With relief specialization, it’s natural to theorize that save totals are going to only increase. The exact opposite has seemingly happened. Looking at a team like the Rays who develop a variety of arms, Kevin Cash’s stable hasn’t ever really had a closer. He puts his player in the highest leverage spots. If the bottom of the order is the ninth but you’re up by one run in the eighth with the heart of the lineup, his best reliever is pitching the eighth, regardless of a save opportunity. In 2019 when Emilio Pagan was the team’s closer, and a pretty solid closer for them that season, the Rays had ten different pitchers record saves, including Jose Alvarado and Diego Castillo recording seven and eight, respectively. The Rays also introduced the opener concept to shorten the game and bring the starting pitcher in relief, allowing a relief pitcher to face the top of the lineup and give the opposition an opposing look at the start of the game. The goal of the concept was to allow arms such as Yonny Chirinos and Ryan Yarbrough to acclimate to the Major Leagues without as much pressure, but it became a widely accepted strategy that has completely changed how relief pitchers are utilized.

Between closer by committee, the leverage mindset and inevitable injury bugs, relievers will only be more hurt by the lack of progress on the voting front, because the voting isn’t evolving, but the game’s affliction for the specialization of the position is ever-evolving, making it exceedingly difficult for perception to catch up to it.

The game is just now catching up to the designated hitter and the Hall of Fame with recent inductions of Edgar Martinez, Harold Baines and David Ortiz. However, the voters are staunch in their stance that if you specialize in only one aspect of the game, you have to be head and shoulders among those who didn’t specialize in a singular area, thus making it even more arduous for a relief pitcher to get in. If Wagner, comparable to Mariano, isn’t dominant enough to warrant enshrinement on his first eight attempts, what’s the guideline? It’s a random name to mention in 2023, but Tom Henke is a player that didn’t even knock at the door of the hallowed halls in Cooperstown, New York. Henke, a dominant closer for the Toronto Blue Jays, was a top three relief arm of his era. From 1982-1995, the duration of his career, Henke tops Smith in ERA+ by 20%, ERA by nearly .3 points and K-per-nine, while pitching primarily in a league with a designated hitter. Yet, it’s almost a direct comparison of Rivera and Wagner, seeing as Smith has a substantially higher innings pitched and save total during the same time period.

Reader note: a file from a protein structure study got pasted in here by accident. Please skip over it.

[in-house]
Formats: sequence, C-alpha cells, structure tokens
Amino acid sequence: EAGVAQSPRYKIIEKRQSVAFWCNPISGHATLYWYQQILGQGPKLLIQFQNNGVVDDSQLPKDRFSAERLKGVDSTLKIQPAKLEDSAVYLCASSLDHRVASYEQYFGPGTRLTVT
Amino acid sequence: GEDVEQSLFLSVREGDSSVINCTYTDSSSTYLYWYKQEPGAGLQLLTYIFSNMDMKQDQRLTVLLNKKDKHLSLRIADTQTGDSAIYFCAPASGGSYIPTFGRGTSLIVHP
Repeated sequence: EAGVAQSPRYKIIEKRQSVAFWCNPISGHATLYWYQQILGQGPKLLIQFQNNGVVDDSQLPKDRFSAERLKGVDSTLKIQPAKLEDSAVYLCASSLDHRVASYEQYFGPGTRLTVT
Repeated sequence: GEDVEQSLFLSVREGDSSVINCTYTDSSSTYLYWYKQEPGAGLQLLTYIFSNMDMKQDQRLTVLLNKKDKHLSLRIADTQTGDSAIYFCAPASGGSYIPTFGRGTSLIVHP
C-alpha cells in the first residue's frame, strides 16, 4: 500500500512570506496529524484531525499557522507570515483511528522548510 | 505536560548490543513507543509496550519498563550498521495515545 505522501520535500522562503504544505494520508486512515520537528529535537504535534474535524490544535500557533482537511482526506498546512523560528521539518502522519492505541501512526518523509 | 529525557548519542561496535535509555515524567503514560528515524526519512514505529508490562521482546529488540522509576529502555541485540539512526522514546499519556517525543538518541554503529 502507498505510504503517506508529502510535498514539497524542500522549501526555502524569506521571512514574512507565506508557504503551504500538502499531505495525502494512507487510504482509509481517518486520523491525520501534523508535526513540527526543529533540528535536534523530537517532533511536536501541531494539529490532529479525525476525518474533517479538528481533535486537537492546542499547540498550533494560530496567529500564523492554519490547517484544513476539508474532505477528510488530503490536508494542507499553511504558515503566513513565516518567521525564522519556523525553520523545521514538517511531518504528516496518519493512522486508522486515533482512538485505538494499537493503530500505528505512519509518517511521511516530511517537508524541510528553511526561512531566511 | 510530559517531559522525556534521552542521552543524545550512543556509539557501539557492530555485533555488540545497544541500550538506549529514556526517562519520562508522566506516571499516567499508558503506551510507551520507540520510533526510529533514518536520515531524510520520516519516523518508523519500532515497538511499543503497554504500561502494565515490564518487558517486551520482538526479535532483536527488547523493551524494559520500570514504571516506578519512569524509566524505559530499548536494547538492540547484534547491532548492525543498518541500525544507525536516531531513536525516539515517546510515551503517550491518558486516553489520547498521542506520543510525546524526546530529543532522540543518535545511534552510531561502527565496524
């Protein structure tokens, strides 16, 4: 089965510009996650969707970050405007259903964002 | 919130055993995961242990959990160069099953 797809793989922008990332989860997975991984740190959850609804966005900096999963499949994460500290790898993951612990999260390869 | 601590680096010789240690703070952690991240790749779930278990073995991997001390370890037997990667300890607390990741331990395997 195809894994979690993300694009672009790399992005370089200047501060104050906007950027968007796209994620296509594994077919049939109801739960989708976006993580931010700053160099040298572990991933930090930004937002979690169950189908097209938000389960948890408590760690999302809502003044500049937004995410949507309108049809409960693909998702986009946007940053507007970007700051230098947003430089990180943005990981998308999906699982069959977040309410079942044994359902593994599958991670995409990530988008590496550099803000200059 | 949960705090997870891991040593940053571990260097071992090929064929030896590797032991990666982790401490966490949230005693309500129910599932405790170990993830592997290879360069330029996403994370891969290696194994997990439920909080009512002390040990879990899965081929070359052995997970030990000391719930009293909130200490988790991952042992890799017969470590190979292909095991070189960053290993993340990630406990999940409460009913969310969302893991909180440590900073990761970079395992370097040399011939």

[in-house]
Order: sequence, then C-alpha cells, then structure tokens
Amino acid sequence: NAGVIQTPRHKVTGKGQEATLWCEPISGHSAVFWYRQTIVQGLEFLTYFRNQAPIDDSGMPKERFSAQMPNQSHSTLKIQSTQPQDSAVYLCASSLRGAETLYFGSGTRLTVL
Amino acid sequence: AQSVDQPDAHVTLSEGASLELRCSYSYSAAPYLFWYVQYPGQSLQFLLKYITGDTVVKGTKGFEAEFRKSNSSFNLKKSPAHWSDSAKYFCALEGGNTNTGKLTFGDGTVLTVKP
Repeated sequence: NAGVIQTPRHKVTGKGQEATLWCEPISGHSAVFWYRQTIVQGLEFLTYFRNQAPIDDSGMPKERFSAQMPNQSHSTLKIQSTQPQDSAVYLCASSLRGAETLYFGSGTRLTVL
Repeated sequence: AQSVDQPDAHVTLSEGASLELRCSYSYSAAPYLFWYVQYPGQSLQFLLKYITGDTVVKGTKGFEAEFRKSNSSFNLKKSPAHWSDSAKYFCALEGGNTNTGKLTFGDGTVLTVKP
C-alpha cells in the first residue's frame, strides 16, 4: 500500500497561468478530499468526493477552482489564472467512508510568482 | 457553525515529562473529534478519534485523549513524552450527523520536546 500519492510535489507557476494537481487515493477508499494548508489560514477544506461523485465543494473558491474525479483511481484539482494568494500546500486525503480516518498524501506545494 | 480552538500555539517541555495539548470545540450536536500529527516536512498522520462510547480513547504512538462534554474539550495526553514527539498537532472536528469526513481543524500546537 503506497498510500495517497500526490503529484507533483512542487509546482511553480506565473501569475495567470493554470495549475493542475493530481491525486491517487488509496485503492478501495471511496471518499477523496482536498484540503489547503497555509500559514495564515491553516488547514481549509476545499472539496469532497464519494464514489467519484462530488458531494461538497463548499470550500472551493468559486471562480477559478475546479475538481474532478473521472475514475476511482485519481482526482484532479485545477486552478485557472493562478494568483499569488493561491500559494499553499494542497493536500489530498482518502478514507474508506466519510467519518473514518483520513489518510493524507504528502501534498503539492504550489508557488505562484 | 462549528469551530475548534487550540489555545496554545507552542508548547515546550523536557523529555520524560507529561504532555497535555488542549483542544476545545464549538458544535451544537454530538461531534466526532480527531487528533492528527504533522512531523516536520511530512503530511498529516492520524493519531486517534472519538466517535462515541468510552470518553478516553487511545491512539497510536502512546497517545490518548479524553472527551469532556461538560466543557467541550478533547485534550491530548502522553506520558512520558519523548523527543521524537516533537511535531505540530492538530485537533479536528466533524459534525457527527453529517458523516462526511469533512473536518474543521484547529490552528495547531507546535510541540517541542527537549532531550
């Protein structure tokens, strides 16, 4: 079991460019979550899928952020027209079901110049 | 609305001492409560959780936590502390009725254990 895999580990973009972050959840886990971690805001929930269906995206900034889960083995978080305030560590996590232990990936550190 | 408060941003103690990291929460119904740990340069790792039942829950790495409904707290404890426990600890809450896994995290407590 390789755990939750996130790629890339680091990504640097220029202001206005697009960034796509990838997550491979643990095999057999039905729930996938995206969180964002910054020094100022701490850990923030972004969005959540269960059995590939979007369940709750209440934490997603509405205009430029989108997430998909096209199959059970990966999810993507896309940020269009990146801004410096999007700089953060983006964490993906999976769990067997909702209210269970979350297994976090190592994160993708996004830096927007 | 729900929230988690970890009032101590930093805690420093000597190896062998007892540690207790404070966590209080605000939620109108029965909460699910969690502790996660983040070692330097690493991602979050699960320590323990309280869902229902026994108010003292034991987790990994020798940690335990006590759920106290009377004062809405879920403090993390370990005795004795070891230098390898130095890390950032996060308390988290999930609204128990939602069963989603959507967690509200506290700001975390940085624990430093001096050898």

But relievers are explosive. They’re designed to be max-effort every time out, putting an unhealthy strain on an arm. It takes a true workhorse to dominate the league for the better part of a decade and a half the way that Rivera and Hoffman accomplished. Zack Britton is a prime example: in 2015, he posted a 0.47 ERA with Baltimore and was so dominant he garnered MVP votes. From 2014-2016, Britton posted a gaudy 1.38 ERA and 299 ERA+, numbers 199% better than the league-average pitcher during that time period, doing so in the powerhouse AL East and in the confines of an historically hitter-friendly ballpark. To say that it’s one of the most unreal stretches of any pitcher in MLB history would be an understatement, but he’s well off the Hall of Fame radar at this point in his career. Britton underwent Tommy John surgery with the Yankees during the 2021 season and has yet to be signed to play in 2023.